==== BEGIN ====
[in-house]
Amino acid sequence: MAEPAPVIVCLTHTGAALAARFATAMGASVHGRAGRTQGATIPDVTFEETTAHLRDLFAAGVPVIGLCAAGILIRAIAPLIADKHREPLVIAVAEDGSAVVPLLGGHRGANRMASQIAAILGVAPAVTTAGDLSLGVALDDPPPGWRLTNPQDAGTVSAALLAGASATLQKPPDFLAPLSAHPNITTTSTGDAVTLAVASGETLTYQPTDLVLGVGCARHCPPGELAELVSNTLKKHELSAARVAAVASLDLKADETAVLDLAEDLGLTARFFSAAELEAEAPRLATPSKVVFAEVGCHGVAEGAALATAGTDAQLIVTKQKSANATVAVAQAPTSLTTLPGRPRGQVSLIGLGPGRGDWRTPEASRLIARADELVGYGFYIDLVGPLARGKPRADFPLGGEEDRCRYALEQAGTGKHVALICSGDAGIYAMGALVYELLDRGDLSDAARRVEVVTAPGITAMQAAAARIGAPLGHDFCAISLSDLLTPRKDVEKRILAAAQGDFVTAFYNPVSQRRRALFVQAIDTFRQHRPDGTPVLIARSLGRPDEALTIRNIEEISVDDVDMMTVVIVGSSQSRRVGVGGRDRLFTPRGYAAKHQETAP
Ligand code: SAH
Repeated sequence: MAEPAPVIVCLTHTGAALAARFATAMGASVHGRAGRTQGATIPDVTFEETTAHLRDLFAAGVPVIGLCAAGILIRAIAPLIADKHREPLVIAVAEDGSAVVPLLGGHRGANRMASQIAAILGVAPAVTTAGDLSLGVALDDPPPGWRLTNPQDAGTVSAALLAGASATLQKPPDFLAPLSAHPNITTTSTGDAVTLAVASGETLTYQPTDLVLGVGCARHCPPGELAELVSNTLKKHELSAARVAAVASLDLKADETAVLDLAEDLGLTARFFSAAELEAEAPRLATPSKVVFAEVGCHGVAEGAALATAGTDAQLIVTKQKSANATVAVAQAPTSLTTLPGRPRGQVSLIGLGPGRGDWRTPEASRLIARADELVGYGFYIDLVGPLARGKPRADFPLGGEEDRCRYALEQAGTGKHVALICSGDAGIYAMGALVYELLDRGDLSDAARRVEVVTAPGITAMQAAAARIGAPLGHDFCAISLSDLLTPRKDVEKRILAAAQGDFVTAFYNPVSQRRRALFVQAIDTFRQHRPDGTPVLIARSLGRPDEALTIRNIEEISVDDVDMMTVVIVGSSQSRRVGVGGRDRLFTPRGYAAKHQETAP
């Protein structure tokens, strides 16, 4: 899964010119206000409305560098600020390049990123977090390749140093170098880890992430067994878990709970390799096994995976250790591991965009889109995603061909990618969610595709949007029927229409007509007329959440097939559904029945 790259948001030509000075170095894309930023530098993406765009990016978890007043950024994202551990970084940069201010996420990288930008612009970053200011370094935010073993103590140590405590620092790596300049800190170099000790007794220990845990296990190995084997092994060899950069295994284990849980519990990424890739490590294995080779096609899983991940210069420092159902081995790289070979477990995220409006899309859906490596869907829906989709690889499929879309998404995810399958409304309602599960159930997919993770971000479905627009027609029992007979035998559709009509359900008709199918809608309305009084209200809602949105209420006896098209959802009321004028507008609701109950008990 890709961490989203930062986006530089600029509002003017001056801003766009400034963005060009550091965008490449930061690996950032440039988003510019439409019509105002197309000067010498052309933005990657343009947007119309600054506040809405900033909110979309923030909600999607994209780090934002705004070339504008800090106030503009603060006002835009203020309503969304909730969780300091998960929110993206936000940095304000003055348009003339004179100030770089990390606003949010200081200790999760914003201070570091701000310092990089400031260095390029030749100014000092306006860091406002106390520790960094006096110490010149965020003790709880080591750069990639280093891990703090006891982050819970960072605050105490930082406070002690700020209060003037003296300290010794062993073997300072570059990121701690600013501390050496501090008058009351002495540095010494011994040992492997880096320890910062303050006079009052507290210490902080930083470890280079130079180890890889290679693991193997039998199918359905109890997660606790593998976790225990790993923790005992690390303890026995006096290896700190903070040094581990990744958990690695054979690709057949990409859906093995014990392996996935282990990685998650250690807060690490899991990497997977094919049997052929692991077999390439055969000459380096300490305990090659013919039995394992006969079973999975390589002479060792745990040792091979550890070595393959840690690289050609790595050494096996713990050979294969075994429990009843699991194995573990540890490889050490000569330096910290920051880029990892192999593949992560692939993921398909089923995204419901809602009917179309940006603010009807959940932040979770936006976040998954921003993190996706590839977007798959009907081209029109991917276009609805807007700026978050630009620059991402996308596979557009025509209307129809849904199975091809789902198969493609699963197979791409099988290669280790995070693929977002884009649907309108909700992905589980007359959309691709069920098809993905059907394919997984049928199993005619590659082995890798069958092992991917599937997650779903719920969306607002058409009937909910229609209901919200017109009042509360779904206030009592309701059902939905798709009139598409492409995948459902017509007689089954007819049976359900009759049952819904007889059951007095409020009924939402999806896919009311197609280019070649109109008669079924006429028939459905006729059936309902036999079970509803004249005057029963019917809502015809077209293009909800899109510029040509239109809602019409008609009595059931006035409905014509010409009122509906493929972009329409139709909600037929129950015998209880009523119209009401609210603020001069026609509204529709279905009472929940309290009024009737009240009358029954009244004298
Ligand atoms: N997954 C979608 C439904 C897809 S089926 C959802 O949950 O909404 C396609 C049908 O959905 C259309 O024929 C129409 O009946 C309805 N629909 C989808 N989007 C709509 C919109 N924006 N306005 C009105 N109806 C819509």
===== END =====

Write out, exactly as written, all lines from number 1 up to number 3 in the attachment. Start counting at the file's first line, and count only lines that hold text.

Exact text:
[in-house]
Amino acid sequence: MAEPAPVIVCLTHTGAALAARFATAMGASVHGRAGRTQGATIPDVTFEETTAHLRDLFAAGVPVIGLCAAGILIRAIAPLIADKHREPLVIAVAEDGSAVVPLLGGHRGANRMASQIAAILGVAPAVTTAGDLSLGVALDDPPPGWRLTNPQDAGTVSAALLAGASATLQKPPDFLAPLSAHPNITTTSTGDAVTLAVASGETLTYQPTDLVLGVGCARHCPPGELAELVSNTLKKHELSAARVAAVASLDLKADETAVLDLAEDLGLTARFFSAAELEAEAPRLATPSKVVFAEVGCHGVAEGAALATAGTDAQLIVTKQKSANATVAVAQAPTSLTTLPGRPRGQVSLIGLGPGRGDWRTPEASRLIARADELVGYGFYIDLVGPLARGKPRADFPLGGEEDRCRYALEQAGTGKHVALICSGDAGIYAMGALVYELLDRGDLSDAARRVEVVTAPGITAMQAAAARIGAPLGHDFCAISLSDLLTPRKDVEKRILAAAQGDFVTAFYNPVSQRRRALFVQAIDTFRQHRPDGTPVLIARSLGRPDEALTIRNIEEISVDDVDMMTVVIVGSSQSRRVGVGGRDRLFTPRGYAAKHQETAP
Ligand code: SAH